From Namibia, President Magufuli’s headed to Harare, Zimbabwe, for a three-day state visit at the invitation of Zimbabwe President Emerson Mnangagwa; with whom he held cordial talks relating to both aspects of enhancing diplomatic relations, as well as to economic diplomacy matters. With regard to the latter, he secured a huge export market for Tanzania maize, to the tune of 700,000 metric tons, to be sold there. It is of course understood that the 700,000 tons of maize are required only in order to offset the current food shortage in that country; but the search for new markets and market niches should grab any market opportunities as they emerge. This is just one such niche, and President Magufuli has successfully grabbed the opportunity.  Then the President returned home.   The story of President Magufuli’s week-long state visit to the above-named countries, presents a kind of welcome relief, in view of the specified economic benefits that have resulted therefrom.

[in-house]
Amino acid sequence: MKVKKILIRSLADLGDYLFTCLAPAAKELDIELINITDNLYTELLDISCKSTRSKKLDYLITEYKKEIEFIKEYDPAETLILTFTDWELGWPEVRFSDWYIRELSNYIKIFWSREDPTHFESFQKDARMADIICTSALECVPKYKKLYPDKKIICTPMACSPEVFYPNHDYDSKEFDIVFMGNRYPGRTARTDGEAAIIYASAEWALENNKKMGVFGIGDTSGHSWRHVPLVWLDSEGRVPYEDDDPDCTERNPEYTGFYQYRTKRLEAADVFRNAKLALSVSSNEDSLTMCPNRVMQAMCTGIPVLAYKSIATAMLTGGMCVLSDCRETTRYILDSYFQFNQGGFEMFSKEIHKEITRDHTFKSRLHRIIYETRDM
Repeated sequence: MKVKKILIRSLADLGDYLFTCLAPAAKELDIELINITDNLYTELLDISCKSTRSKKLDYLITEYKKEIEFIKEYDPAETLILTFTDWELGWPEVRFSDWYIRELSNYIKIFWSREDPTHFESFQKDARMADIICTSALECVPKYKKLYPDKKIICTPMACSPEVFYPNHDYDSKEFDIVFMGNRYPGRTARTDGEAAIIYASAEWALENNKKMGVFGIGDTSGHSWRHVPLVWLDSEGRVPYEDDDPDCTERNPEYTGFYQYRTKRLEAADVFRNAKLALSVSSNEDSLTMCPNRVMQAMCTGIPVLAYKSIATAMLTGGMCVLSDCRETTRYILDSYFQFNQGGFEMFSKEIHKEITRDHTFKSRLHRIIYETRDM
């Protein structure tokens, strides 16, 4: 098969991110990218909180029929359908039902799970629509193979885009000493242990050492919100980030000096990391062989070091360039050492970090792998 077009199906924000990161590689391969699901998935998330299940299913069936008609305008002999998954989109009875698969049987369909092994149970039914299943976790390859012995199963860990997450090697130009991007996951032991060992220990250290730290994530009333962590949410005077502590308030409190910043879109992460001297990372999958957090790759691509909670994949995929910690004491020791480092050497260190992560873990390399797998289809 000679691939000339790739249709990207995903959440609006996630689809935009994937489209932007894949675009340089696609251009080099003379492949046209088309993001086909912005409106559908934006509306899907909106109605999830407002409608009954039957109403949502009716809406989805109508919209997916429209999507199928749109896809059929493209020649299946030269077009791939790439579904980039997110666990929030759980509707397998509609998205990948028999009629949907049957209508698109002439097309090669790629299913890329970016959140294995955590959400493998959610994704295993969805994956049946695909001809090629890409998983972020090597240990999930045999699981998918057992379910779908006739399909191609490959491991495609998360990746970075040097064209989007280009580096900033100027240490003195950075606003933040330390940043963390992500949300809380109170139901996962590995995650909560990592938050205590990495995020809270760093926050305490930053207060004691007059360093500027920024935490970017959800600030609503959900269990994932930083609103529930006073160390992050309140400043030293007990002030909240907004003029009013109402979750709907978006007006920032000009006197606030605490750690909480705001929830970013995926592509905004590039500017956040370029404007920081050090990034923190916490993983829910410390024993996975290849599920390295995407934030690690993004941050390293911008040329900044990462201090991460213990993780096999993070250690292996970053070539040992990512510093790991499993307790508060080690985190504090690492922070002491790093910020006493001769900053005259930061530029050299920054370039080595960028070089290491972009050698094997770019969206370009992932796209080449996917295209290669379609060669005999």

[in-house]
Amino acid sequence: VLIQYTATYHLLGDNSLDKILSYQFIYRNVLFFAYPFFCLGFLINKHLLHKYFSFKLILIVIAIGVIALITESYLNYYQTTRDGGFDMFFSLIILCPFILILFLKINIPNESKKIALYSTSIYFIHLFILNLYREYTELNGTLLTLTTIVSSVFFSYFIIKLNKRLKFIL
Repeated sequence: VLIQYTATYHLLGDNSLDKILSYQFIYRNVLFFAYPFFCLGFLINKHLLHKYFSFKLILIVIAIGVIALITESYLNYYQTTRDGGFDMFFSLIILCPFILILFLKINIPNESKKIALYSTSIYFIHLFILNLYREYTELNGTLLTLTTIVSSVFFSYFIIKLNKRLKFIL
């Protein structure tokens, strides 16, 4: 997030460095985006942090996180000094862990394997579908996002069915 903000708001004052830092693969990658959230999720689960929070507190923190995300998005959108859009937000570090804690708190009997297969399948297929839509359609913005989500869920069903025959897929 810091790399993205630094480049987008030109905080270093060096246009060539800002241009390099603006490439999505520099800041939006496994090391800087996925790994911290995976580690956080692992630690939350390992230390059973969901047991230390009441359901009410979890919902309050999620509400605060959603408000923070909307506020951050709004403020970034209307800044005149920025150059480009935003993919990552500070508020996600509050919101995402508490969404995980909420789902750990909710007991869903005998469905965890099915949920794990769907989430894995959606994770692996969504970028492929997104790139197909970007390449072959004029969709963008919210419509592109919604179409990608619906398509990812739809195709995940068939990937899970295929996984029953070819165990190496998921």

Annual Africa day, 25th May.